Abstract 17783: Calmodulin Mutants Associated With Long QT Syndrome Suppress Inactivation of Cardiac L-type Ca2+ Currents and Prolong Action Potentials in Guinea-Pig Ventricular Myocytes
Background: Calmodulin (CaM) mutations have recently been identified in infants with severe long QT syndrome (LQTS), frequent T-wave alternans, and recurrent cardiac arrest. Yet, the underlying mechanisms are unknown. The mutations, residing in or nearby Ca2+ binding loops of CaM, impair Ca2+ binding; and the CaM-dependent inactivation (CDI) of cardiac L-type Ca2+ channels (LTCCs) potently regulates action potential duration (APD). Here, we investigated the effect of CaM mutants (D130G, D96V, and F142L) on native LTCCs and action potentials in acutely dissociated adult guinea-pig ventricular myocytes (aGPVMs).
Method: aGPVMs were transduced with adenovirus bearing genes encoding wild type (WT) and mutant CaMs. Whole-cell LTCC currents and action potentials (APs) were measured within 36 hours of cell isolation.
Results: Panel A displays the control CDI profile of LTCCs, recorded in myocytes overexpressing WT CaM. Ca2+ current (black) decayed more rapidly than Ba2+ current (gray), indicating the presence of robust CDI (no difference in myocytes without adenoviral expression). By contrast, all three CaM mutants strongly diminished CDI; this is illustrated for the D96V CaM mutant, where Ca2+ current (A, red) now decays as slowly as Ba2+ current (gray). This striking reduction in CDI corresponds to extreme prolongation of APD (B, C). Panel B displays one example where a myocyte expressing WT CaM exhibits typical APs (gray), whereas expression of D96V CaM yields APDs > 2s (black). In other cells, APD prolongation was accompanied by repolarization alternans (C). These effects provide a plausible molecular mechanism for severe LQTS and ventricular arrhythmias.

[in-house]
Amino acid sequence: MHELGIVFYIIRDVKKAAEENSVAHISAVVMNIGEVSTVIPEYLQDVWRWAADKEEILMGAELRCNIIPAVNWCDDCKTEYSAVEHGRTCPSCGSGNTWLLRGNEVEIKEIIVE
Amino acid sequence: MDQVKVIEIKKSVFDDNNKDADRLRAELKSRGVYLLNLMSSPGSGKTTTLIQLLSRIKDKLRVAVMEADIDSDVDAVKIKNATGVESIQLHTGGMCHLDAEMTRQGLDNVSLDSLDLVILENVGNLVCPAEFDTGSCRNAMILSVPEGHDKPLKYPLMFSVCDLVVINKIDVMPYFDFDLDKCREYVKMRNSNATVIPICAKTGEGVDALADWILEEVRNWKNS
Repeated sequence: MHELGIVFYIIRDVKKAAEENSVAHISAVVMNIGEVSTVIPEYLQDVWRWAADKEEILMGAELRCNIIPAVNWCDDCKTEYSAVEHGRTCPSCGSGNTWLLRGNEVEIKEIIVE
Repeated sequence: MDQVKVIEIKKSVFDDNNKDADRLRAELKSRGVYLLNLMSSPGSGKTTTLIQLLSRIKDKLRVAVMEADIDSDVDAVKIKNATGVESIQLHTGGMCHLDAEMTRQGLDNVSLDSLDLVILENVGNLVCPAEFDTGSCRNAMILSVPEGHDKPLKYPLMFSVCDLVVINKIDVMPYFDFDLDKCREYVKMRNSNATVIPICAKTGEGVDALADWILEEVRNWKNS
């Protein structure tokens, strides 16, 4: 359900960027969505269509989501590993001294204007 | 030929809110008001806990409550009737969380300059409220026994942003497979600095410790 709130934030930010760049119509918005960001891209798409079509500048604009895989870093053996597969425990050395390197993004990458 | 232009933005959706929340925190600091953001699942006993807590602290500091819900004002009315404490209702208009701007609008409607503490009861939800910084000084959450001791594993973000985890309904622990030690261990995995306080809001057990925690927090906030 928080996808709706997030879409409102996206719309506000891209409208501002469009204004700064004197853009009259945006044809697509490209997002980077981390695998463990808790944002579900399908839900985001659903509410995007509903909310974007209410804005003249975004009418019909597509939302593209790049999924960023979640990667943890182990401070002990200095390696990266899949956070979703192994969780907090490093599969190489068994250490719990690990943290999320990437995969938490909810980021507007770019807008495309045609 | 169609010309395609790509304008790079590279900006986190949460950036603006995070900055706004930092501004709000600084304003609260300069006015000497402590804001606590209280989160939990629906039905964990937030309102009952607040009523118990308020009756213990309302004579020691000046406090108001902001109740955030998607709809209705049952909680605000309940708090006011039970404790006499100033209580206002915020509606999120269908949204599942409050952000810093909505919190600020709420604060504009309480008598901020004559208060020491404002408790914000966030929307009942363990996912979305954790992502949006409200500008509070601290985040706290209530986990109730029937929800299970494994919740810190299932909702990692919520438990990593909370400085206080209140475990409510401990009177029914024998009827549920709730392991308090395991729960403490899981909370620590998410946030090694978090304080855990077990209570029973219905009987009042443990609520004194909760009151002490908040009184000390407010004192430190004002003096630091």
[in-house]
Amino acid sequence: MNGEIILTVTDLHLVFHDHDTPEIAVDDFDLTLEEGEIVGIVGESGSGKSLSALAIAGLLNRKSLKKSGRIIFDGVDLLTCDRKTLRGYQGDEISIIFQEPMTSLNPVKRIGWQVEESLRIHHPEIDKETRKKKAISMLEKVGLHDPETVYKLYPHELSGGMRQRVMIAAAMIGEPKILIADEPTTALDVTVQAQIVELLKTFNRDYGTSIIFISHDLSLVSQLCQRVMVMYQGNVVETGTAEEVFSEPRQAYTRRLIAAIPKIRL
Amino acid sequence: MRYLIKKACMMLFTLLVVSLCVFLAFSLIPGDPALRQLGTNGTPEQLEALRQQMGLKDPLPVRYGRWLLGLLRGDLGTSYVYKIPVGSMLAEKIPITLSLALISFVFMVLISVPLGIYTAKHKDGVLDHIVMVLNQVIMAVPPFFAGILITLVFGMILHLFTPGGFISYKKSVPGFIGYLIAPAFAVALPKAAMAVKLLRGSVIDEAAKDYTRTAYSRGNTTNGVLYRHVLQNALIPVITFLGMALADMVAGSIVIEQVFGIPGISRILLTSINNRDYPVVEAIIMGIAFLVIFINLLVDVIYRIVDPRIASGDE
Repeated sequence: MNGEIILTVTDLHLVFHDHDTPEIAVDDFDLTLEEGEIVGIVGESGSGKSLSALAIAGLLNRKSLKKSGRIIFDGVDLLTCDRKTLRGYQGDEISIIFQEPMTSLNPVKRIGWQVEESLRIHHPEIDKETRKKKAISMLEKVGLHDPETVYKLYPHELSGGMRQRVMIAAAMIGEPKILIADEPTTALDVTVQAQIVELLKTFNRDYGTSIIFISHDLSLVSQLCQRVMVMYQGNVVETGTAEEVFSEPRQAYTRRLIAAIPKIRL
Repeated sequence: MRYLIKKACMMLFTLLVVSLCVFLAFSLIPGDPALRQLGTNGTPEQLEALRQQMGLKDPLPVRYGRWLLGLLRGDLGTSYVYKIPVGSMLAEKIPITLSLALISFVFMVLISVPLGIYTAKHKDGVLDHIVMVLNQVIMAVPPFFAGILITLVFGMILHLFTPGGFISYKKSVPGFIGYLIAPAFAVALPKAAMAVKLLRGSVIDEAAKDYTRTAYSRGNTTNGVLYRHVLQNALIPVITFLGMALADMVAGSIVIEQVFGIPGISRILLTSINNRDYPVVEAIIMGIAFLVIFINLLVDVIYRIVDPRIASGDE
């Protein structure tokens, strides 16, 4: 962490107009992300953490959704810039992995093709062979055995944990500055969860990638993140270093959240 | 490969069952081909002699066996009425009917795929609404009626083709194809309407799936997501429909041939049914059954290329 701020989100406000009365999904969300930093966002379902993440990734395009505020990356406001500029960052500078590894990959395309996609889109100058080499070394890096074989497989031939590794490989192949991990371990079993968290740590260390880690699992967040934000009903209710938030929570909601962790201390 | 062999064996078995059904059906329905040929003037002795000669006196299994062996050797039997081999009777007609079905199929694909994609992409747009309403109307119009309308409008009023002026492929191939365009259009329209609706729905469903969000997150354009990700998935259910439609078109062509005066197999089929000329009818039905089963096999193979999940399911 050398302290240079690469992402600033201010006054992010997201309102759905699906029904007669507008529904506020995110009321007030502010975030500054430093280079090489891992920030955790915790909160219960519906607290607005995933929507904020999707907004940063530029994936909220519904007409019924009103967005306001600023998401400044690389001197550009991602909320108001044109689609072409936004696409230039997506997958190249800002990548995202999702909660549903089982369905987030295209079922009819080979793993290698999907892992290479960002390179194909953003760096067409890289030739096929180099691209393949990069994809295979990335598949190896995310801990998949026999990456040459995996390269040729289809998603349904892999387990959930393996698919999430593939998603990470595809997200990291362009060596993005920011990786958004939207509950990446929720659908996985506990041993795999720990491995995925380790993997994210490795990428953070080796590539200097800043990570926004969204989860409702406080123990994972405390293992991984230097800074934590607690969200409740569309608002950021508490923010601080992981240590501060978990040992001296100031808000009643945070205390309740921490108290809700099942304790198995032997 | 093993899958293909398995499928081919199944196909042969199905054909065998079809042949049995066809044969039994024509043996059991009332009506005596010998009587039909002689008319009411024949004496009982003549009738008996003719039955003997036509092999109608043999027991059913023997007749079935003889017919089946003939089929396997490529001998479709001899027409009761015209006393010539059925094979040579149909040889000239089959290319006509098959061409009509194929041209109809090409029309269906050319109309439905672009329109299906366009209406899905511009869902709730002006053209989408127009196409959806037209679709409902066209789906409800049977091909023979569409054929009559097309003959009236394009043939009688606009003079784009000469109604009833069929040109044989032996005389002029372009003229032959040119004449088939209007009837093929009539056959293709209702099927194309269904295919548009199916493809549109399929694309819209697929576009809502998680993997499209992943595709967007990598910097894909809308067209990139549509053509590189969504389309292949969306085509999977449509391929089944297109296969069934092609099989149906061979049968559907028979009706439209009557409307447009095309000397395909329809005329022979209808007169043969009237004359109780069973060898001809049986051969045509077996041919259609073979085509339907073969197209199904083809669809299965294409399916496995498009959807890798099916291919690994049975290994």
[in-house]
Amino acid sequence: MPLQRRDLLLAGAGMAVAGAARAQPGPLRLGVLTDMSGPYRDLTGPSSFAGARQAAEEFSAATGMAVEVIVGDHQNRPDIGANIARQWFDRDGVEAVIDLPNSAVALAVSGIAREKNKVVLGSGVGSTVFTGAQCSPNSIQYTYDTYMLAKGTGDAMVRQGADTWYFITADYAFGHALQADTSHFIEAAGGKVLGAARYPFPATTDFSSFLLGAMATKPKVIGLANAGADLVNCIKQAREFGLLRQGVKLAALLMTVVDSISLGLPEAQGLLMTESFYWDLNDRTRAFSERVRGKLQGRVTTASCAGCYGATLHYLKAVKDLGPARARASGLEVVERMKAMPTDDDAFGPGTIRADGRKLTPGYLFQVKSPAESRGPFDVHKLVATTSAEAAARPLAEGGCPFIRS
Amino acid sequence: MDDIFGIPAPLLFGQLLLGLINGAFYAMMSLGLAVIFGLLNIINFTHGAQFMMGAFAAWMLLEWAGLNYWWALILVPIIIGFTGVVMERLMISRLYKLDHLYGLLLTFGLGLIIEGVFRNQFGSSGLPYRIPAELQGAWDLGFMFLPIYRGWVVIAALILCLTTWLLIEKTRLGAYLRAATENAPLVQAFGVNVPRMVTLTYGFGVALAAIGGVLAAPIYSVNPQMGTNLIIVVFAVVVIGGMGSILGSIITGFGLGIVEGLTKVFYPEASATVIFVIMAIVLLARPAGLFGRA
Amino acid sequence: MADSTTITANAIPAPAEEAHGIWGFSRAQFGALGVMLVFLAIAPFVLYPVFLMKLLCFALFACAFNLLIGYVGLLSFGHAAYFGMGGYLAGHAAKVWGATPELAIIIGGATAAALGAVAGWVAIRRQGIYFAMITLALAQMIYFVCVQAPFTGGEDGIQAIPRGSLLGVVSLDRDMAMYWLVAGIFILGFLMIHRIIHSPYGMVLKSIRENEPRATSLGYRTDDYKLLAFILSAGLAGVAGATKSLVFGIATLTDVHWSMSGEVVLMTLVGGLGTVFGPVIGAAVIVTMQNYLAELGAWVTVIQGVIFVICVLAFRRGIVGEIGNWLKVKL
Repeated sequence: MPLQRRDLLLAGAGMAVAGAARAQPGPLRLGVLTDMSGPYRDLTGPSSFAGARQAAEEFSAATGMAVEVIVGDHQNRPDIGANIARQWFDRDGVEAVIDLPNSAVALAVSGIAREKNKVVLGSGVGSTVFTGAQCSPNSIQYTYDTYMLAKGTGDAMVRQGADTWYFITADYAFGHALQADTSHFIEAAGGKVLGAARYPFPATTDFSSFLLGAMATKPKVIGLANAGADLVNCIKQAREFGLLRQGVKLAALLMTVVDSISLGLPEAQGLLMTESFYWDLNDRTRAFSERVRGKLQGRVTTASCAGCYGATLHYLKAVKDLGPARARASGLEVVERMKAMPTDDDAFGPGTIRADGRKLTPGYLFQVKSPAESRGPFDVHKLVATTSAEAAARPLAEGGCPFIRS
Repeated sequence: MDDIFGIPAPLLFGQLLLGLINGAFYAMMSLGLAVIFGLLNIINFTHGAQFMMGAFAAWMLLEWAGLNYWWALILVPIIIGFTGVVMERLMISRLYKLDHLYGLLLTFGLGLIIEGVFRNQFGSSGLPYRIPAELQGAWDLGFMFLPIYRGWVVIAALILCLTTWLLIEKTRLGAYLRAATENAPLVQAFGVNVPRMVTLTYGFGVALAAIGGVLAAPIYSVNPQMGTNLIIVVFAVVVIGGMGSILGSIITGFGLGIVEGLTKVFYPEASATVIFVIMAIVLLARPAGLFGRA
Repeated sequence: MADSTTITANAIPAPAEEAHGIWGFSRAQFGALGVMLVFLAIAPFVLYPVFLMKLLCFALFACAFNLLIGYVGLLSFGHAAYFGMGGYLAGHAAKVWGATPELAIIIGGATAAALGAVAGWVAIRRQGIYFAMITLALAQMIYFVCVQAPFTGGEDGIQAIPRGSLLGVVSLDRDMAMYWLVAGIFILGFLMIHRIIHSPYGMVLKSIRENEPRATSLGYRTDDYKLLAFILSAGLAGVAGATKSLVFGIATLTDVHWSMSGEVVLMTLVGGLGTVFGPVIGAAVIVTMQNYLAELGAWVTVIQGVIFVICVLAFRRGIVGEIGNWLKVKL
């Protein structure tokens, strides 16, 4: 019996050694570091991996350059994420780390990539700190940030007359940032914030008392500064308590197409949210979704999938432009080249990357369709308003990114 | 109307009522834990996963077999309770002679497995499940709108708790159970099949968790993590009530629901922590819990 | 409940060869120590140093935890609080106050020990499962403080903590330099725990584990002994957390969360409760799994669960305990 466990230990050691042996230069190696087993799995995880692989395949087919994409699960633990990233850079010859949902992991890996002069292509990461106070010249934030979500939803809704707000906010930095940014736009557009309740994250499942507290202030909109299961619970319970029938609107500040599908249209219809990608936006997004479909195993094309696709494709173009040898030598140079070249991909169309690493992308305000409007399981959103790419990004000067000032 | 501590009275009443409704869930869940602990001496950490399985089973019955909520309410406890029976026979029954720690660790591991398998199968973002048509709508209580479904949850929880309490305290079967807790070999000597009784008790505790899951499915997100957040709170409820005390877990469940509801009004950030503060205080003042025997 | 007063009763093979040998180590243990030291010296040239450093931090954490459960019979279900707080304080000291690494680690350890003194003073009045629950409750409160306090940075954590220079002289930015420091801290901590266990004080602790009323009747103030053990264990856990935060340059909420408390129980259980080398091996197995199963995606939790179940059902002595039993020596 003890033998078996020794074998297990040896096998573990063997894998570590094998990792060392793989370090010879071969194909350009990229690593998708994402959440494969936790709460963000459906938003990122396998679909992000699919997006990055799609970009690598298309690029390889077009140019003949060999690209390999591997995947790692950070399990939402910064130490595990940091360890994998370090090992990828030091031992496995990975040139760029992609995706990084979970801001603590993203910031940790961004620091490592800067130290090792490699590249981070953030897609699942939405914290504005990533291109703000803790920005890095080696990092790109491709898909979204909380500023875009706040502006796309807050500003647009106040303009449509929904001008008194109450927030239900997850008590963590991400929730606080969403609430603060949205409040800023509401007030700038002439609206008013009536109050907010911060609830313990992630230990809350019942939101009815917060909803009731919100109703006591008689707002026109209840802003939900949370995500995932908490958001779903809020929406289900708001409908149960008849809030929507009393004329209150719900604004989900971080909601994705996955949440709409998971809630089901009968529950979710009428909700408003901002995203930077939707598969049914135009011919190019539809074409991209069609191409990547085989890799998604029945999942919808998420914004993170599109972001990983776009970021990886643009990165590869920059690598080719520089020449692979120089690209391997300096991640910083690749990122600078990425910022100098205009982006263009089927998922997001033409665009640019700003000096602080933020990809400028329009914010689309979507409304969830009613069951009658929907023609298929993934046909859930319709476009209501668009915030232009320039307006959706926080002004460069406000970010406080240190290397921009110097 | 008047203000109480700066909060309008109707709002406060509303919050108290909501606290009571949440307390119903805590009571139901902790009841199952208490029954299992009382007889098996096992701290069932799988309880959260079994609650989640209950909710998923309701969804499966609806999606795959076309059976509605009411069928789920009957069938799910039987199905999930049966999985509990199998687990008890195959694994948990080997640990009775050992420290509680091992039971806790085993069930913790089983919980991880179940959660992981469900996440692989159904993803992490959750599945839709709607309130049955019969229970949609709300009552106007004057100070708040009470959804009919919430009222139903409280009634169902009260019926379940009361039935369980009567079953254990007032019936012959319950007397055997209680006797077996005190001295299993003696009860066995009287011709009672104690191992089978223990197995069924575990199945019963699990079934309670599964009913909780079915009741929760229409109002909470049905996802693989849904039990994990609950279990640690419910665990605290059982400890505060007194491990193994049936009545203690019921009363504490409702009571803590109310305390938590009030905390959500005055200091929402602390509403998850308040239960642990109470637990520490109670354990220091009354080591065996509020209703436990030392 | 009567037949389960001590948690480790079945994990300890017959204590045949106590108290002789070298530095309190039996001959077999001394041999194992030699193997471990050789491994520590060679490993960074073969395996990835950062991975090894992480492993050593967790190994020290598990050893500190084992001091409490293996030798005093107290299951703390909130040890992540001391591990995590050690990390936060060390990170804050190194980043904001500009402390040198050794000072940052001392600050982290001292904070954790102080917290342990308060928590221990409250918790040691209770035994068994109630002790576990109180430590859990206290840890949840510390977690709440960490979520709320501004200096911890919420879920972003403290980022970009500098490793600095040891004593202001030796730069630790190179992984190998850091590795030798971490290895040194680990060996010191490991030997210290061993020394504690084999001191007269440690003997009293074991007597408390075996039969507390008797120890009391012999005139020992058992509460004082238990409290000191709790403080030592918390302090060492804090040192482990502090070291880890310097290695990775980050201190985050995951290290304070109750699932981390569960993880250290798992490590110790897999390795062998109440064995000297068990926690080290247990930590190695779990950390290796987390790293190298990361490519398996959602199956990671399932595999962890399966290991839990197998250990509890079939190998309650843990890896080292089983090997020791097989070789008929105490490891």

Conclusion: Expression of CaM mutants D130G, D96V, and F142L markedly suppress CDI of native LTCCs, which is likely to contribute strongly to severe APD prolongation, with attendant QTc changes in patients with these mutations.
- © 2013 by American Heart Association, Inc.